Texas Living

A Guide to Going Back to School After a Year at Home

By Staci Parks 8.10.21

Nearly every aspect of our everyday lives has been impacted throughout the past 18 months. As Texans adjust to the “new normal,” even the much-anticipated first day of school may look different this year.

That’s why we’ve compiled some tips for going back to school for parents and students as we get ready for the 2021-2022 school year.

1. Decide Your Format

Some Texas schools are giving students and parents options for virtual learning for the upcoming school year. Check with your child’s school, evaluate the available options, and choose what’s best for your student’s — and family’s — needs.

2. Establish a Routine

Last school year, many students learned remotely or through a hybrid in-class/at-home model. Setting a schedule for your young scholar can be beneficial for their long-term success and health — especially if they’re reentering a physical classroom this year. In fact, keeping a routine can help elevate your child’s social-emotional health, according to a long-term study published in the Journal of Developmental and Behavioral Pediatrics. Routine helps kids gain confidence and independence while reducing parental exhaustion.

3. Schedule a Back-to-School Health Checkup

An overall physical and dental exam can help you get ahead of any potential health issues and prepare your child for any extracurricular activities. If your child is attending in-person school for the first time or transferring from another school, make sure they have the necessary immunizations for enrollment. People ages 12 and older are now eligible for the coronavirus vaccine, per the Centers for Disease Control. Depending on when your teen receives the vaccine, this could potentially allow them the opportunity to reach full vaccination status prior to their first day of school.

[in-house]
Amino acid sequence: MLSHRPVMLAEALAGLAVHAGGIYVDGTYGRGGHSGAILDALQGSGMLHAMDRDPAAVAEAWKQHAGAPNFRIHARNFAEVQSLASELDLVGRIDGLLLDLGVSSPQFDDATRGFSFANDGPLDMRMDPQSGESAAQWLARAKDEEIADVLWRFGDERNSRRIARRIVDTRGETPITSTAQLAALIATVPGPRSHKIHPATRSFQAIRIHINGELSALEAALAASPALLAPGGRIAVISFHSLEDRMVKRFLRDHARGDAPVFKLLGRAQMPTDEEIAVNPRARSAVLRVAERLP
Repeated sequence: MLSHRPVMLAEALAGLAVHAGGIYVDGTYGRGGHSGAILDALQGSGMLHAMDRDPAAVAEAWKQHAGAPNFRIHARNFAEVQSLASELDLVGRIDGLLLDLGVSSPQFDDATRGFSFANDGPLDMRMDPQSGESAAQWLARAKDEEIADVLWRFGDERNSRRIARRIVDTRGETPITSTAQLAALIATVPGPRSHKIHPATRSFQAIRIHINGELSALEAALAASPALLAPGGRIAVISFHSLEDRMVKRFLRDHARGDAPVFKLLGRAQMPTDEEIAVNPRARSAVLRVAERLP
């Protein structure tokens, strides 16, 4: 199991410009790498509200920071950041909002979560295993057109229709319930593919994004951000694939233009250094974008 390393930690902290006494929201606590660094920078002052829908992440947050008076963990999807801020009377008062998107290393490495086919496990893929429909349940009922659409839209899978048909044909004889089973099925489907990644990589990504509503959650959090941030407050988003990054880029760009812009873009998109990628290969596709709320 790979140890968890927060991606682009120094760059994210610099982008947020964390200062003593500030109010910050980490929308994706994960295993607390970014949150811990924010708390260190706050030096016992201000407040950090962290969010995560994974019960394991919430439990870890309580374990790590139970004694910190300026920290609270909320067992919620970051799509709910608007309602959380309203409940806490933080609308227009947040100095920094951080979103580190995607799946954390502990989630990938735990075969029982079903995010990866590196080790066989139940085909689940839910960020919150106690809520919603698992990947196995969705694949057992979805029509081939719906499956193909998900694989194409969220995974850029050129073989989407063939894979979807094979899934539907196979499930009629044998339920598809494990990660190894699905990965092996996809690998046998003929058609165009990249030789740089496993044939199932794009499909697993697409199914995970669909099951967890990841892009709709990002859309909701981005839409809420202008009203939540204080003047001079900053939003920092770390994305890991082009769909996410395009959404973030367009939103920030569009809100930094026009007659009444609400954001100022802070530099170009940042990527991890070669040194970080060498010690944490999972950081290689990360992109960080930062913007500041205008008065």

4. Know What to Expect

Students, faculty, and staff no longer have to wear masks in Texas public schools, according to state guidelines. However, rules and preferences may differ for students enrolled in other forms of school, such as homeschool co-ops. Check with your child’s school so you can properly prepare. Also, if your family feels safer continuing to wear masks and practicing social distancing, talk to your child about what to expect upon returning to school and their options.

5. Have Fun!

Last year, so many outings and events were modified, postponed, or outright canceled. Older students, especially, missed out on some milestone moments, from football games and homecoming dances to senior trips and traditional graduation ceremonies. So, as we slip back into some collective form of normalcy, enjoy these moments as much as possible. Having a game plan in place and knowing what to expect can help you navigate this new normal as a family.

Get ahead of the back-to-school chaos by brushing up on these Texas Farm Bureau member benefits savings. We also have ideas on how you can save on other back-to-school shopping needs. Have a big kid going off to college this fall? Send them a creative care package.

© 2021 Texas Farm Bureau Insurance